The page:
Playing tennis gets you moving -- and moving is good for the body and the mind. One of the great things about tennis is that it's a sport that can be played at nearly any age and at any skill level. Because it's a low-impact sport and it's not dependent on the strength of the player, young and old alike pick it up easily [source: Better Health Channel].
Whether you play competitively, for your health or just for fun, tennis has great benefits for the mind and body. Here we'll share five ways that taking up a racquet and hitting the court can have positive impacts on your health.
Lowering high blood pressure, maintaining a healthy body weight, lowering cholesterol, reducing stress and being physically active are key to helping reduce the risk of heart disease -- and playing tennis can help you accomplish all these things [source: National Heart Lung and Blood Institute].
In the 1980s, the College Alumni Health Study showed that men who burn at least 2,000 calories per week through exercise have lower death rates from heart disease (one-fourth to one-third lower) than those who do not, and they live, on average, one to two years longer [source: Brandt]. The good news is that tennis goes a long way toward achieving that 2,000-calorie goal.
An average-sized man burns around 600 calories playing just one hour of singles tennis (425 calories for doubles), and the average woman burns 420 calories playing singles (330 playing doubles) [source: Woods]. That means that playing just a few hours of weekly tennis can reduce your risk of heart disease significantly.
Tennis is a sport that requires the cooperation of the whole body. The feet maneuver you into the right position, the arms and hands position the racquet to make contact with the ball, and the torso and legs provide the power to send the ball flying over the net. All these factors come together every time you hit the ball, and each shot takes flexibility, coordination and balance.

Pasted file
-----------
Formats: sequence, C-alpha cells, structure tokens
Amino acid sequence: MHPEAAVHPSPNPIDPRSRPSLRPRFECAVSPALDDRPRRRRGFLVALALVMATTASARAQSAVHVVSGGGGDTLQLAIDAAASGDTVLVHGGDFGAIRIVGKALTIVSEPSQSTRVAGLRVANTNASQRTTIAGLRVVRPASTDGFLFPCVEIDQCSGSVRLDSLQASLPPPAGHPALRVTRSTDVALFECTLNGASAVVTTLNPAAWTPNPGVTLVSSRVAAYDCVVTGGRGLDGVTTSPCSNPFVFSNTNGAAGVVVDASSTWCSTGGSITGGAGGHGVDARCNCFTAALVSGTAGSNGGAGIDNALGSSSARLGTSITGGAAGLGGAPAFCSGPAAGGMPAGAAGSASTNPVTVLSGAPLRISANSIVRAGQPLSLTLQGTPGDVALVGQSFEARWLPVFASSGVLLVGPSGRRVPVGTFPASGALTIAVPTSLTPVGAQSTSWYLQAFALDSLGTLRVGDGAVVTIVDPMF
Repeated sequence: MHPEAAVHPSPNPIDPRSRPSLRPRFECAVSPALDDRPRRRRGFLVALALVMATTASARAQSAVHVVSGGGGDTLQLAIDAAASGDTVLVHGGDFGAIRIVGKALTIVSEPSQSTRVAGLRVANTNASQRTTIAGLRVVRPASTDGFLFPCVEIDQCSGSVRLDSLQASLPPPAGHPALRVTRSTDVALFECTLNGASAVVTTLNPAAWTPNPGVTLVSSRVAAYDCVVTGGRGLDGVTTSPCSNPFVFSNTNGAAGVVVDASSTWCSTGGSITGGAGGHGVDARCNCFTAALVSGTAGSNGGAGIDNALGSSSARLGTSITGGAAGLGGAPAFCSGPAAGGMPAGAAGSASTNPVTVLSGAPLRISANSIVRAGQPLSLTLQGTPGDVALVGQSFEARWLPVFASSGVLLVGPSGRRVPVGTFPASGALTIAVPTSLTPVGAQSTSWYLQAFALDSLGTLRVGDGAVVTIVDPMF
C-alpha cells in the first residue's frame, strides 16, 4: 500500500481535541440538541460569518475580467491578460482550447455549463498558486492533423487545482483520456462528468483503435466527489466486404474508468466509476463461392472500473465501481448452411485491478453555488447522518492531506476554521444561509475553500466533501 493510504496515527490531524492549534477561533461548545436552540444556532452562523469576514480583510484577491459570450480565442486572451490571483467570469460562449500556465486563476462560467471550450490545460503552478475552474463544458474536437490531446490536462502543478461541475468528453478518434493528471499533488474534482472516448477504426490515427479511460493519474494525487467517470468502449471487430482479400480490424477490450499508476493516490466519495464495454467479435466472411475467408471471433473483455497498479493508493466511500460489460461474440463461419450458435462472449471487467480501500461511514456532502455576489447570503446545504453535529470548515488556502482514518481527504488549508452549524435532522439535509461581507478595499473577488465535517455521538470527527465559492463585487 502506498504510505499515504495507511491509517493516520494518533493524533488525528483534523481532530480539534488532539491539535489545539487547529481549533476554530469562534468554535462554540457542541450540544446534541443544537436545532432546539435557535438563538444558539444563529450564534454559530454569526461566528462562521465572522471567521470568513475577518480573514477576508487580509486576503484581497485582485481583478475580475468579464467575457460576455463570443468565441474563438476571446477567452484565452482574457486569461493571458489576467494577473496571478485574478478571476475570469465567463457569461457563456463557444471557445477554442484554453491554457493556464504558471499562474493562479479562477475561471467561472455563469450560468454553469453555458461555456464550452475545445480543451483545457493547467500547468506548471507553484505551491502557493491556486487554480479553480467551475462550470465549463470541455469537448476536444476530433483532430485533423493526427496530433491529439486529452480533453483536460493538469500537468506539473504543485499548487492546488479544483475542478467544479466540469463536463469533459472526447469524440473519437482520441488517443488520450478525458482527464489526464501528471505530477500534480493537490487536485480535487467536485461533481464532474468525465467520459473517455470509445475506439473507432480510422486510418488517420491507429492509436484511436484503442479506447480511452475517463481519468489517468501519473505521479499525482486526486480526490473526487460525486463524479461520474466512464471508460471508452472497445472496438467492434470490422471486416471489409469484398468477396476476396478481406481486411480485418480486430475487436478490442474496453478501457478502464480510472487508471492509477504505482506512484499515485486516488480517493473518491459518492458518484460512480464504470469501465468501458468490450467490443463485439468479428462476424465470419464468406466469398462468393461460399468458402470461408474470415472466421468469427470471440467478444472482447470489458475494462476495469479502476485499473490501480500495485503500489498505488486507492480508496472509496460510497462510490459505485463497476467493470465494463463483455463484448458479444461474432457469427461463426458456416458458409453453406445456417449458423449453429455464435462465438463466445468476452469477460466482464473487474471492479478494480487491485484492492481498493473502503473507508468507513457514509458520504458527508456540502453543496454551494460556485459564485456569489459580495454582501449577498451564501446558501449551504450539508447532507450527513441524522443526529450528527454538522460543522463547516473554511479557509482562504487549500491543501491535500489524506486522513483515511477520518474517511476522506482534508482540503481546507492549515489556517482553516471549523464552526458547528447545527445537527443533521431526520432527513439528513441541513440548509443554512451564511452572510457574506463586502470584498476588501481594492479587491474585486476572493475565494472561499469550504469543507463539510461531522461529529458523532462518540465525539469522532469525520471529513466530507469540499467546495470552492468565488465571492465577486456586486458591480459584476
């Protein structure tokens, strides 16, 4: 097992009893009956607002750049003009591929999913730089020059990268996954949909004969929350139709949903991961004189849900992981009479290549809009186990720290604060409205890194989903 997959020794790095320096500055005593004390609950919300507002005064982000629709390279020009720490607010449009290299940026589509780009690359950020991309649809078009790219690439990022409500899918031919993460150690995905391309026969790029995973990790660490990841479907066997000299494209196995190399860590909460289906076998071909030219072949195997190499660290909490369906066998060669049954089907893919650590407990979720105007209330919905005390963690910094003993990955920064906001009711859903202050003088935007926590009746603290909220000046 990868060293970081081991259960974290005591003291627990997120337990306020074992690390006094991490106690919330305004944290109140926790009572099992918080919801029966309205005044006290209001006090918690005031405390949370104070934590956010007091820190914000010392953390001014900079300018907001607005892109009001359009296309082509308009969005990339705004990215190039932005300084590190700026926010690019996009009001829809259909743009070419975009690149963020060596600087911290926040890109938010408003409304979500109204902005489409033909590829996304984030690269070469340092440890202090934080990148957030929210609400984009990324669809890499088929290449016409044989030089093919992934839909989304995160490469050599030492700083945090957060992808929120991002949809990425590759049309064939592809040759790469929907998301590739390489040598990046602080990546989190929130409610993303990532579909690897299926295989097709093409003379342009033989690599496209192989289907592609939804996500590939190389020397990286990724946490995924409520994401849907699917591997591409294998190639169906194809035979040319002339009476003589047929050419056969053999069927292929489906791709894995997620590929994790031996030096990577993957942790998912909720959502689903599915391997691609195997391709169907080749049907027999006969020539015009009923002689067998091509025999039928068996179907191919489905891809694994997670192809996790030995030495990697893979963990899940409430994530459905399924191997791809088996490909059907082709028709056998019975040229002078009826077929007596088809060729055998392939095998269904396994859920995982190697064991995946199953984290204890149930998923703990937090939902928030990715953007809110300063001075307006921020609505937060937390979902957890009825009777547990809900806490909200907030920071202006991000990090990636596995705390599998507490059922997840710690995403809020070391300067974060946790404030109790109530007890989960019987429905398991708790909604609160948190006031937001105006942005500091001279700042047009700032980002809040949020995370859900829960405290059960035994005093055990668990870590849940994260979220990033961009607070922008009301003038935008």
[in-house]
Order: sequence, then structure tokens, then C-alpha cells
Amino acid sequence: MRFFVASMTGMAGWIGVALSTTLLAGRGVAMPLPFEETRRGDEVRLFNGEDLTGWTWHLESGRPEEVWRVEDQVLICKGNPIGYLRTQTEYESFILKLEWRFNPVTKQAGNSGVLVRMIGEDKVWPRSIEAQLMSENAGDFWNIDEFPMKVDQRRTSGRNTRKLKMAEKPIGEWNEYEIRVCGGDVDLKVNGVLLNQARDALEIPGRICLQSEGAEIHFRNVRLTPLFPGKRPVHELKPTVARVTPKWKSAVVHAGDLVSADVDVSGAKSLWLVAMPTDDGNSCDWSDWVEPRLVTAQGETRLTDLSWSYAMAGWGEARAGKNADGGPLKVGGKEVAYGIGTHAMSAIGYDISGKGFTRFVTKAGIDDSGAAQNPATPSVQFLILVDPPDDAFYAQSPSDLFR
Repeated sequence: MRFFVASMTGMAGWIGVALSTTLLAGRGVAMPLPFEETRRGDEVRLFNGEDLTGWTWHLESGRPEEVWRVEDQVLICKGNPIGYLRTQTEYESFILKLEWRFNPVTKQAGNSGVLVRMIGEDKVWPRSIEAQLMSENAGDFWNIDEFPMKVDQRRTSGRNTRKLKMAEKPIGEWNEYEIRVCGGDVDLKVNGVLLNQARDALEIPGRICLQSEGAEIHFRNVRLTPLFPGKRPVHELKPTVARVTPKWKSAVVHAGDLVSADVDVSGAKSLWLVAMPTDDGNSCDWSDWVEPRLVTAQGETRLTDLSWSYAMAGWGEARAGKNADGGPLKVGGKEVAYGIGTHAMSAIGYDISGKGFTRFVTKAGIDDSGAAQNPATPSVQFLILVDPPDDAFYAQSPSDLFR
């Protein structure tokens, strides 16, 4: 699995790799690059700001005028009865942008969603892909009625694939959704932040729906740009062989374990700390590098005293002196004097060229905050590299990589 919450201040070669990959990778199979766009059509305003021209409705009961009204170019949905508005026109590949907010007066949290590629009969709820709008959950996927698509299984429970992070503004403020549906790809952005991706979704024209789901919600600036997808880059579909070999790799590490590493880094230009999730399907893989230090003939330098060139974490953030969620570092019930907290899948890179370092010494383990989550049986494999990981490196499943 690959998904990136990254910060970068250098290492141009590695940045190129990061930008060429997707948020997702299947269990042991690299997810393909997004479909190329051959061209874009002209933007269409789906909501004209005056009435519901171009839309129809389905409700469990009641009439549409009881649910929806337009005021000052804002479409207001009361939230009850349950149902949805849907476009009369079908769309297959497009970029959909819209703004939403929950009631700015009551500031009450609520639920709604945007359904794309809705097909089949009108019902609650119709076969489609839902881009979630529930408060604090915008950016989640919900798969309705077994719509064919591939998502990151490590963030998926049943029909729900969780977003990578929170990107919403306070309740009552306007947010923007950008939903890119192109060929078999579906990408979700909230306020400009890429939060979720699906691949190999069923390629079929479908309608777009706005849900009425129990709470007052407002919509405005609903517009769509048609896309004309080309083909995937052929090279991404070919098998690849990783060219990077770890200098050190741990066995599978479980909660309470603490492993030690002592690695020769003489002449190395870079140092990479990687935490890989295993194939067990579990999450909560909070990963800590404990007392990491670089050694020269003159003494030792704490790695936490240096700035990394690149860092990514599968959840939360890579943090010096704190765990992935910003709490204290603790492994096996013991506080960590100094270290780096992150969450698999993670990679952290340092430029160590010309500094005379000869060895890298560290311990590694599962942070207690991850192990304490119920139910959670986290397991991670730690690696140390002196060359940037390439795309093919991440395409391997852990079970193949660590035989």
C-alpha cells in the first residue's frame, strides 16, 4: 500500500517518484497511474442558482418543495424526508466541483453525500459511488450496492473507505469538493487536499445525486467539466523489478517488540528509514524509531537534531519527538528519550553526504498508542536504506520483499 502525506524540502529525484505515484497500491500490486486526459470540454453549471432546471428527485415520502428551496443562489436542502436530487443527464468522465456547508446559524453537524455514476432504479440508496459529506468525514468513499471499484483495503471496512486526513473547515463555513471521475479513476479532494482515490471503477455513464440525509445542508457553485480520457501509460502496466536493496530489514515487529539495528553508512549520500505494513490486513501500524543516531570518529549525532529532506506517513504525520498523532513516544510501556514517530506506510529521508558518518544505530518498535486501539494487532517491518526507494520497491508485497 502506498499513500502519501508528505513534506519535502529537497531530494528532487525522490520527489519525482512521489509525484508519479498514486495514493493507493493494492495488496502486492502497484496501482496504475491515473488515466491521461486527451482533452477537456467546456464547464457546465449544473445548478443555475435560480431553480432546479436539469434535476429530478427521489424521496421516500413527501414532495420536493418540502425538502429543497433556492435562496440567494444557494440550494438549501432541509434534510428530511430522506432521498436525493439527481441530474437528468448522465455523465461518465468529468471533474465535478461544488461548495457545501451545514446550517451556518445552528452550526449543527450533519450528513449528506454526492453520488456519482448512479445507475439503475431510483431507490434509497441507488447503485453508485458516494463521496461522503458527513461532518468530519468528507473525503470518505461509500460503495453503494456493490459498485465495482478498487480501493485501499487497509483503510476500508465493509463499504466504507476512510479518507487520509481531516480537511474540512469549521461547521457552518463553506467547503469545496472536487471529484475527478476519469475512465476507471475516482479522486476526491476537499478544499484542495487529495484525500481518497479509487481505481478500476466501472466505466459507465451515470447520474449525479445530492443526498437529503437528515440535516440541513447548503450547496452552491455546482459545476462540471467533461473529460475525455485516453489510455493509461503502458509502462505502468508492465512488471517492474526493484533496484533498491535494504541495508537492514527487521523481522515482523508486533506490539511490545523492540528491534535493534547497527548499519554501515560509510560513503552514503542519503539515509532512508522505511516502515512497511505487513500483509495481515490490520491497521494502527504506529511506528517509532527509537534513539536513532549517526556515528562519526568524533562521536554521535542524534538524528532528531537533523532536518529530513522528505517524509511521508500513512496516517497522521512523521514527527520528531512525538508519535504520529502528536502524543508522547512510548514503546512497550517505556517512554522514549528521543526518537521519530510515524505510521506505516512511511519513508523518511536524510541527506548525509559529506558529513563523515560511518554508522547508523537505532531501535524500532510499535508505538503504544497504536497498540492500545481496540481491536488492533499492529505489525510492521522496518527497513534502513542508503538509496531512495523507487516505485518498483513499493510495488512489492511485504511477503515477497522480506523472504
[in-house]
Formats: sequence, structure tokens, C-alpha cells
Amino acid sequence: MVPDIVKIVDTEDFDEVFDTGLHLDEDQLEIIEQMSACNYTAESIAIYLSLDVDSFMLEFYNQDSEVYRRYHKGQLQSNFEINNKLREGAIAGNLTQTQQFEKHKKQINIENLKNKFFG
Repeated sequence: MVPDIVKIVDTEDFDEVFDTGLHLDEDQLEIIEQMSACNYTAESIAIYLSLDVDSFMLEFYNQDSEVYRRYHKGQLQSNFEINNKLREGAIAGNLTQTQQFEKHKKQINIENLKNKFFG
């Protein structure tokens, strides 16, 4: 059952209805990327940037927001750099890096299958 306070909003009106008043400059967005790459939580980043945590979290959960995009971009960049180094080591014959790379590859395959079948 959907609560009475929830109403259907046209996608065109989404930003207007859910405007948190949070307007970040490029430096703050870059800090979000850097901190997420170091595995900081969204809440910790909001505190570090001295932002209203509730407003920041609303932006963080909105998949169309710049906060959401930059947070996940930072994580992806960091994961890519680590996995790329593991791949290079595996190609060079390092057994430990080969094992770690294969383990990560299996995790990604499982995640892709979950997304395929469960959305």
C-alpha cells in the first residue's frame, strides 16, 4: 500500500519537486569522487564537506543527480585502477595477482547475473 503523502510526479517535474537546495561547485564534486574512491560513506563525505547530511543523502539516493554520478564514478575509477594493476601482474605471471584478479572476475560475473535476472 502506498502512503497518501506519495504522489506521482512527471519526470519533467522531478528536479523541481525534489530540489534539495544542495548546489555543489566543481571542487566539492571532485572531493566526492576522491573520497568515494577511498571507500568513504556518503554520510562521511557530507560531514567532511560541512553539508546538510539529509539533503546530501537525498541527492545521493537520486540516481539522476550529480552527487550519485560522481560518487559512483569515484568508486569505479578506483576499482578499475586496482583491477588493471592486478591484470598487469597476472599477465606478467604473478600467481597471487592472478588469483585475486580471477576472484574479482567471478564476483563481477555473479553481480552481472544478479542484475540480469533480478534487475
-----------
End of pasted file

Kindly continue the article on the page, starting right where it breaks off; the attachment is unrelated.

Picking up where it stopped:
Playing tennis regularly helps to improve the body's ability to synchronize controlled movements, which can have benefits that carry over to other areas of your life. Flexibility is great because it can give you a wider range of motion, help prevent injuries and even reduce muscle strain. And coordination and balance reduce the risk of injury when playing sports or simply engaging in everyday activities. The more you play, the better your flexibility, coordination and balance will be.
Neurons are the cells that transmit information between your brain and different parts of your body. To send these messages, connections develop between neurons to facilitate communication, and the better the connection is between neurons, the easier and more quickly the message is received and executed.